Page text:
As the story is told, the car was subsequently lightly restyled in 1934, with the newly vogue skirted front fenders and a hoodline extended back to the windshield, as seen on that year’s Individual Custom Packards. A typed article on the car, included in the file, attributes that work to Pasadena coachbuilders Bohman & Schwartz. It further notes that the car remained for some 14 years in the care of a single owner in El Monte, California, before being sold in 1959 to
Harold S. Crosby of Tujunga, an acquisition recounted by Robert J. Gottlieb in his “Classic Comments” column in the January 1964 issue of Motor Trend. “The inevitable lead popped up at a local classic car show. Crosby learned where he might find a 1932 Twin Six Packard with a custom Dietrich convertible sedan body and took off a rocket. As soon as the garage door was raised, he knew he had to have this car...”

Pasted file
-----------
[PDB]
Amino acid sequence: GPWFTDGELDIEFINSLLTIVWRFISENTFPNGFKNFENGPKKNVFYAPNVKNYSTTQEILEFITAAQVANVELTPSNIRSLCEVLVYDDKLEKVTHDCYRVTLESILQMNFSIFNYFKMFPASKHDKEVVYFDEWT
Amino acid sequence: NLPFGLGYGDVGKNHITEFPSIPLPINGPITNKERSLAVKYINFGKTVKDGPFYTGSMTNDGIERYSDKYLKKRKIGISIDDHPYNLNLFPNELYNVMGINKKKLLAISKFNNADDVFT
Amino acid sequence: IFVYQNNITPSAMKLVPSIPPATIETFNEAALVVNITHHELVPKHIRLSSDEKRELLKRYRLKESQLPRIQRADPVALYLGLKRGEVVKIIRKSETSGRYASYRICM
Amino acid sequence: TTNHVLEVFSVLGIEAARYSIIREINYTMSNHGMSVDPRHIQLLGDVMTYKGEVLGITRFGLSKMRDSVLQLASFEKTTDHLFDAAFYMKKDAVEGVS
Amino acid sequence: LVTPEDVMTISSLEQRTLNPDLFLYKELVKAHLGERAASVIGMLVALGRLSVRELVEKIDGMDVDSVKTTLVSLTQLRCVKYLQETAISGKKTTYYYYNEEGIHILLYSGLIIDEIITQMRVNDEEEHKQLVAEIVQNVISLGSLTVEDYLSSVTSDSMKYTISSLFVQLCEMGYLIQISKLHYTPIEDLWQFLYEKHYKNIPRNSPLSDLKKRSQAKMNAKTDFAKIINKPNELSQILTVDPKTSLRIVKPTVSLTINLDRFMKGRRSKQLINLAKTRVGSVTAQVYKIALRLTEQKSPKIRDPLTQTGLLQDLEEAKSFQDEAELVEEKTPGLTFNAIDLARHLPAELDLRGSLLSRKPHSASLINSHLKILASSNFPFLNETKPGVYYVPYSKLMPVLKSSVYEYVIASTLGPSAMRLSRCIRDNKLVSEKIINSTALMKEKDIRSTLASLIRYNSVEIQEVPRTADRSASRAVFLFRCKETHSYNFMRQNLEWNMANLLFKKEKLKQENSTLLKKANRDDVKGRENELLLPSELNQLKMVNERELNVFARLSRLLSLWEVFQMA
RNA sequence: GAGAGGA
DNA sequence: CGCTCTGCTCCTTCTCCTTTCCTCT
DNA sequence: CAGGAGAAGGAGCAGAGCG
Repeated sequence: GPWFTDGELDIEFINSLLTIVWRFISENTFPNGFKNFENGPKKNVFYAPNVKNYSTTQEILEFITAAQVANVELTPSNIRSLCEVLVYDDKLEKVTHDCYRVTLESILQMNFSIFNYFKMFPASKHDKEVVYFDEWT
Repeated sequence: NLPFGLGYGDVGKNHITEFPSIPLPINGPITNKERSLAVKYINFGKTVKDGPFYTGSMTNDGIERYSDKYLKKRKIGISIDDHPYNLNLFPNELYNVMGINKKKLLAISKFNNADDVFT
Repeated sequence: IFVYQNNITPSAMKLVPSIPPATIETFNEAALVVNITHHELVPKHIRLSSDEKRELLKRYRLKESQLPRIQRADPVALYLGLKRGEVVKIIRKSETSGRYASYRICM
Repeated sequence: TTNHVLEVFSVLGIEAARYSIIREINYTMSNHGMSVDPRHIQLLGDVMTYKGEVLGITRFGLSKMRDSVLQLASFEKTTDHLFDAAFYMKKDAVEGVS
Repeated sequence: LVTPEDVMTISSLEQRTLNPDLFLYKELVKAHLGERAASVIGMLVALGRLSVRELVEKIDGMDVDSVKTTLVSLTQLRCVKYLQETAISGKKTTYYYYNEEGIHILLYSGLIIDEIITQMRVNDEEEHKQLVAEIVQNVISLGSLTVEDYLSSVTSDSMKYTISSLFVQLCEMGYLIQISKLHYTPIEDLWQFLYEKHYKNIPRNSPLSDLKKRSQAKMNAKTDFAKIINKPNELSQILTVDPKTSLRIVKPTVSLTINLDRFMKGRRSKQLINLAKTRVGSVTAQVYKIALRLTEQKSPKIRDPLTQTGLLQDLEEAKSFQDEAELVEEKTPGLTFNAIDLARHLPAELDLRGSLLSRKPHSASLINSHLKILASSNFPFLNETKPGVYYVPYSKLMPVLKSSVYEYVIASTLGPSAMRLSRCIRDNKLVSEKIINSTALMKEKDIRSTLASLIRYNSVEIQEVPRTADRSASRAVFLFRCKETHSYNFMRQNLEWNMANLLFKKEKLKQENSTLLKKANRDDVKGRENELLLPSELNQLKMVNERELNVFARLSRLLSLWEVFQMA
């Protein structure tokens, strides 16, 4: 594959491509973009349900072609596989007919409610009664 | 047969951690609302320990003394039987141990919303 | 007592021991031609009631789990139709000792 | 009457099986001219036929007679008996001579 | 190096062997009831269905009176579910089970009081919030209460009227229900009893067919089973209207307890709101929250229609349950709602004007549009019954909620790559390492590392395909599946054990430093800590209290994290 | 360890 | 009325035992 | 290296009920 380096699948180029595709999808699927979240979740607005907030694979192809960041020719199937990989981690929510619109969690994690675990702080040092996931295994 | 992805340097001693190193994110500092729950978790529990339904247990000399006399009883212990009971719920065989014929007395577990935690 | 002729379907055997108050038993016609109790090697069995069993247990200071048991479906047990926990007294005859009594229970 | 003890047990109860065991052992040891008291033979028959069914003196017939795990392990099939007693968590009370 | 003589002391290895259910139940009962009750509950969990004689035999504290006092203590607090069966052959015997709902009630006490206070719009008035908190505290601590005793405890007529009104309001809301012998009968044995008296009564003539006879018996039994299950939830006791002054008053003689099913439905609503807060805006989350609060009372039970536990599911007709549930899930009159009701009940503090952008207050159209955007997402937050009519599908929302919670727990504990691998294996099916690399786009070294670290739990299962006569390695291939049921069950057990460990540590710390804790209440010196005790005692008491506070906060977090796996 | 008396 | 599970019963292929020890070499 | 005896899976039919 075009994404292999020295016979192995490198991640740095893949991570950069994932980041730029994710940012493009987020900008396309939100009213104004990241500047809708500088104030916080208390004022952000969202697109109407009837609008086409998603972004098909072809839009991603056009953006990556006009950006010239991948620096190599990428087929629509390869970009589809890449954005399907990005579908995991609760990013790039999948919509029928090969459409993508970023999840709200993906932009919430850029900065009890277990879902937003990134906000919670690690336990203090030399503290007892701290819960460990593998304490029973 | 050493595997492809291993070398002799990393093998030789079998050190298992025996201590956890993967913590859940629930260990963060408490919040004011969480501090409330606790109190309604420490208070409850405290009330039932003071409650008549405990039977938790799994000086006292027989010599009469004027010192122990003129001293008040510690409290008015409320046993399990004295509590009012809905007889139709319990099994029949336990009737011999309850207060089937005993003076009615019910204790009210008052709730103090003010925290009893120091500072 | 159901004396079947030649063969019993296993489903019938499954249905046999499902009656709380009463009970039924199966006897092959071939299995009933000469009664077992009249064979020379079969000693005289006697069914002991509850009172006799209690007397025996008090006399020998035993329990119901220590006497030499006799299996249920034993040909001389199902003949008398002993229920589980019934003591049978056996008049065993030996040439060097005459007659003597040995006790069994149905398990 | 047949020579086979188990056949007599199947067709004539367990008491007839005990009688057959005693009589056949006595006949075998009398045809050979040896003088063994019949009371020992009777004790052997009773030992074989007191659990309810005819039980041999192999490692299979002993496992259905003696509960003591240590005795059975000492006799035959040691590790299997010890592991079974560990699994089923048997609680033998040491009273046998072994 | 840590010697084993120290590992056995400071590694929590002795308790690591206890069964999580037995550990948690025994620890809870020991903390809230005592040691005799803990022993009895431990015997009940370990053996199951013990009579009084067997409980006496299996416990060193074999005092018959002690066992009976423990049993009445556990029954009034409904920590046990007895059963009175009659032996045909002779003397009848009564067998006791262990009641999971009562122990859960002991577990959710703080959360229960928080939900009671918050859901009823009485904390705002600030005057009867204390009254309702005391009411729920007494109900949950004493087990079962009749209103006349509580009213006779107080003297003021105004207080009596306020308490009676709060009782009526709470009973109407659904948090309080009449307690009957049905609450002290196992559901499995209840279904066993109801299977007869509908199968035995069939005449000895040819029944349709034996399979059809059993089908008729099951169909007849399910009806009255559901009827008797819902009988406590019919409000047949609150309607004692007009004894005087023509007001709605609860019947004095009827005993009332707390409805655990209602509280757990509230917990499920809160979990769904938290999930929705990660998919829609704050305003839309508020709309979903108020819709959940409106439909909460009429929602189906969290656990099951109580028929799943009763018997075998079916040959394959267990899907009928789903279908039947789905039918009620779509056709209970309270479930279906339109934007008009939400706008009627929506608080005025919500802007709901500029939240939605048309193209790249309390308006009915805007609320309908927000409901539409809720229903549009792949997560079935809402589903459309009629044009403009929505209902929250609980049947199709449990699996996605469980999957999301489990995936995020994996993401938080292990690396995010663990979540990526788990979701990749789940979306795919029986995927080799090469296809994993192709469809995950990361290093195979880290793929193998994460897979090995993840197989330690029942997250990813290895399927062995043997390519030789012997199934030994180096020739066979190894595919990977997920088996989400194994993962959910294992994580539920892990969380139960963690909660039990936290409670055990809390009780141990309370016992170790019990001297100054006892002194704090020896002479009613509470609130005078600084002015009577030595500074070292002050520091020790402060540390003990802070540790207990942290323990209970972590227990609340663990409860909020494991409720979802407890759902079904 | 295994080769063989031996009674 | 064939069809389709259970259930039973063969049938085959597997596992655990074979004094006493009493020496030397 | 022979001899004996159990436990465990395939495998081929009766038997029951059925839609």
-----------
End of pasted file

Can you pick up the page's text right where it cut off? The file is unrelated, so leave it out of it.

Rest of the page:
Harold Crosby is still well-remembered and highly regarded as one of the first major West Coast connoisseurs of Classic Era Packards. He had a very well-trained eye for the finest examples of his favorite marque, and was ahead of his time in restoring them meticulously and to the highest standard. Remarkably he would eventually own no fewer than three “vee-windshield Dietrichs,” among them the ex-Jolson Twin Six Convertible Sedan.